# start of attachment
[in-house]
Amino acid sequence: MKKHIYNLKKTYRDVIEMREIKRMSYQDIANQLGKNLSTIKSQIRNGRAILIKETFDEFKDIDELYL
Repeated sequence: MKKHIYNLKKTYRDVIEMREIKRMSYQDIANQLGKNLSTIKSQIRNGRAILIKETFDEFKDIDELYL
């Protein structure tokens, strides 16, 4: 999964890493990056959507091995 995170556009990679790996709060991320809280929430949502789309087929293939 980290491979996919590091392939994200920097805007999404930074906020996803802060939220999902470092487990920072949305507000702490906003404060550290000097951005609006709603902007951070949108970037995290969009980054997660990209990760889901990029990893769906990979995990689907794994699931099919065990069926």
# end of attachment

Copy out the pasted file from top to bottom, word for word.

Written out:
[in-house]
Amino acid sequence: MKKHIYNLKKTYRDVIEMREIKRMSYQDIANQLGKNLSTIKSQIRNGRAILIKETFDEFKDIDELYL
Repeated sequence: MKKHIYNLKKTYRDVIEMREIKRMSYQDIANQLGKNLSTIKSQIRNGRAILIKETFDEFKDIDELYL
């Protein structure tokens, strides 16, 4: 999964890493990056959507091995 995170556009990679790996709060991320809280929430949502789309087929293939 980290491979996919590091392939994200920097805007999404930074906020996803802060939220999902470092487990920072949305507000702490906003404060550290000097951005609006709603902007951070949108970037995290969009980054997660990209990760889901990029990893769906990979995990689907794994699931099919065990069926």